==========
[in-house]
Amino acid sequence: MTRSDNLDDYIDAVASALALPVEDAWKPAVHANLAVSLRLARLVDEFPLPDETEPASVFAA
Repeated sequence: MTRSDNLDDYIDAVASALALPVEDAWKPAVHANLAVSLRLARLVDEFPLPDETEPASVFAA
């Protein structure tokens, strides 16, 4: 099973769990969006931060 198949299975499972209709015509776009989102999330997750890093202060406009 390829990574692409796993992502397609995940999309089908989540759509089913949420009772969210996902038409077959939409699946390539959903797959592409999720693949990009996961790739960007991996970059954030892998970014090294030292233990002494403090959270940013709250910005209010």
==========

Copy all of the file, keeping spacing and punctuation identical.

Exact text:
[in-house]
Amino acid sequence: MTRSDNLDDYIDAVASALALPVEDAWKPAVHANLAVSLRLARLVDEFPLPDETEPASVFAA
Repeated sequence: MTRSDNLDDYIDAVASALALPVEDAWKPAVHANLAVSLRLARLVDEFPLPDETEPASVFAA
């Protein structure tokens, strides 16, 4: 099973769990969006931060 198949299975499972209709015509776009989102999330997750890093202060406009 390829990574692409796993992502397609995940999309089908989540759509089913949420009772969210996902038409077959939409699946390539959903797959592409999720693949990009996961790739960007991996970059954030892998970014090294030292233990002494403090959270940013709250910005209010």